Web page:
And there was also this exchange between Ramsbotham & Keen:

    Lord Ramsbotham Crossbench - My Lords, I am grateful to the Minister for quoting the interim report that I was required to write by the Shadow Minister for Justice. I note that he quoted my paragraph saying that not all had been lost by the community rehabilitation companies and citing the economic rigour that they had to bring to their role. Perhaps I might ask Minister two questions. First, he will have noted that the Justice Select Committee and the Public Accounts Committee—plus the National Audit Office and Her Majesty’s Chief Inspector of Probation—issued very critical reports of the whole transforming rehabilitation process. They said that the procedure had been rushed and unpiloted. Are the new proposals again to be rushed through unpiloted? Secondly, will the 11 areas correspond to the existing 11 government regions within which the police and crime commissioners operate, or will we have yet another division? By adopting Department for Work and Pensions boundaries, Transforming Rehabilitation completely crossed every single common-sense boundary that had been followed by the probation service for years.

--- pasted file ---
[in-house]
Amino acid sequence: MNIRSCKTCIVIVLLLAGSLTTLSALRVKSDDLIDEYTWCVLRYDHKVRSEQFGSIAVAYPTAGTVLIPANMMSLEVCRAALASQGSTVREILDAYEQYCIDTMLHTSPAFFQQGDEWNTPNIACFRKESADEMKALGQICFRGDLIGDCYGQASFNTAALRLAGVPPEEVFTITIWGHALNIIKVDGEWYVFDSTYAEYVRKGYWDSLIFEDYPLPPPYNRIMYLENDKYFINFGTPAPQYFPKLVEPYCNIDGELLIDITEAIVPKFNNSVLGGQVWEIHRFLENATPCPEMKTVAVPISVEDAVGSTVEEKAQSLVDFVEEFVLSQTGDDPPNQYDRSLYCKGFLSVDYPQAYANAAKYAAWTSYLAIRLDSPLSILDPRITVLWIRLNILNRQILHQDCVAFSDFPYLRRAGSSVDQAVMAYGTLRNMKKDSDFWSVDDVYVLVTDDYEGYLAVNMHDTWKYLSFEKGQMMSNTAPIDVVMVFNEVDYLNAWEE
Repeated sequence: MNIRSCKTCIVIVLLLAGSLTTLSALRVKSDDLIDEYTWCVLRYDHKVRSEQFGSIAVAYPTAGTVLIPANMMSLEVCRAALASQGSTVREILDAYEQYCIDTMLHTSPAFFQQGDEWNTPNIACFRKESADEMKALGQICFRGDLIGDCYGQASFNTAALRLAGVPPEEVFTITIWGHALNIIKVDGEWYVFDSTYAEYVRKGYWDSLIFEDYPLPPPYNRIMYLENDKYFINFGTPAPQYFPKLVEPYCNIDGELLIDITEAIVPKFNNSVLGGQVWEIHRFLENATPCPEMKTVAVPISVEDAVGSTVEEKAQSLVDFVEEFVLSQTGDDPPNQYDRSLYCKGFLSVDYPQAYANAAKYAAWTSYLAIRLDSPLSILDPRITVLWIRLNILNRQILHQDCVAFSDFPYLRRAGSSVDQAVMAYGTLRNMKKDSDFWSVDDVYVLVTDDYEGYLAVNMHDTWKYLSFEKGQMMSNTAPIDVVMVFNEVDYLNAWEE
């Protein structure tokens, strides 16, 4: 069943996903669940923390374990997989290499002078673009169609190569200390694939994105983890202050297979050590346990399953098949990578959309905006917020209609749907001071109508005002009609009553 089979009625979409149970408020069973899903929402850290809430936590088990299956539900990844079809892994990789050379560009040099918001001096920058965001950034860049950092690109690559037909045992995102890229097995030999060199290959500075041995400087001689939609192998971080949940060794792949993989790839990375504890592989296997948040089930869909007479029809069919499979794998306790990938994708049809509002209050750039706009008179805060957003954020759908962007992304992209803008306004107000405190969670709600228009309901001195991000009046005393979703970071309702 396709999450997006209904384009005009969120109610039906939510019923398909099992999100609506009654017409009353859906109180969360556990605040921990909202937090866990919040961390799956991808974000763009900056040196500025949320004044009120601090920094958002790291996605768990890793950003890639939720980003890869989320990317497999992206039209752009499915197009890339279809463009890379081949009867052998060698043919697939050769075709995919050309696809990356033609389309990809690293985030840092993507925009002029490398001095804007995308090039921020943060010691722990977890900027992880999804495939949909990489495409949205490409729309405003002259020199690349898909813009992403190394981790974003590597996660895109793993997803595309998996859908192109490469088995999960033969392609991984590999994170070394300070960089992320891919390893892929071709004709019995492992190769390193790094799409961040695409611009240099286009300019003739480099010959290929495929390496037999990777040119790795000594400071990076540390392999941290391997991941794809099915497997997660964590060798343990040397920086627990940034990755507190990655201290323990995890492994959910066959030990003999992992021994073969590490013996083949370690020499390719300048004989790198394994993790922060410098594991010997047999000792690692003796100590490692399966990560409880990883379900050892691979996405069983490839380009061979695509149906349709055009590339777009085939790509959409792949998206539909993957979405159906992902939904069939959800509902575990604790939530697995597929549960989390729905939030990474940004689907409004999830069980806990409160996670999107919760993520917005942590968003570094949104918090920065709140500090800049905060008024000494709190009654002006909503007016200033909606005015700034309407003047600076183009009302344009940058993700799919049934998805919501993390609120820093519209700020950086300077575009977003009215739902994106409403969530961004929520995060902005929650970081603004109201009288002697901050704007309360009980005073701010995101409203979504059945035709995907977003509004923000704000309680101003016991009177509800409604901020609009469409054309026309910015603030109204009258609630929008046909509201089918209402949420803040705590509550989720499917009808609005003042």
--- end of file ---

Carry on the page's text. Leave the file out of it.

Lord Keen of Elie The Advocate-General for Scotland, Lords Spokesperson (Ministry of Justice) - I am obliged to the noble Lord and welcome the fact that he has given consideration to these issues and is able to contribute to this matter with his interim report. No doubt he may take that further. On his second point, I had mentioned that the 11 proposed areas will be coterminous with PCC regions. There are more than 11 PCCs, of course, but we will ensure that the regions are coterminous so that we can develop the appropriate relationships between the PCCs and the NPS in that context. It is certainly not our intention for this to be rushed. I would mention two points: first, although the existing CRC contracts, as adjusted, run to the end of 2020, we have the ability to extend them to the spring of 2021 to have time to bring in these reforms; and, secondly, there will be a pilot in some sense because the model we are now adopting is the one we had already decided to adopt for Wales, which will be implemented from 2019. We will be able to see how this actually operates in practice before we proceed further with the rollout across the rest of England.

    1. Isnt Justice devolved? If so, why is a Scottish Lord poking his nose into English affairs??

    2. I was thinking that too.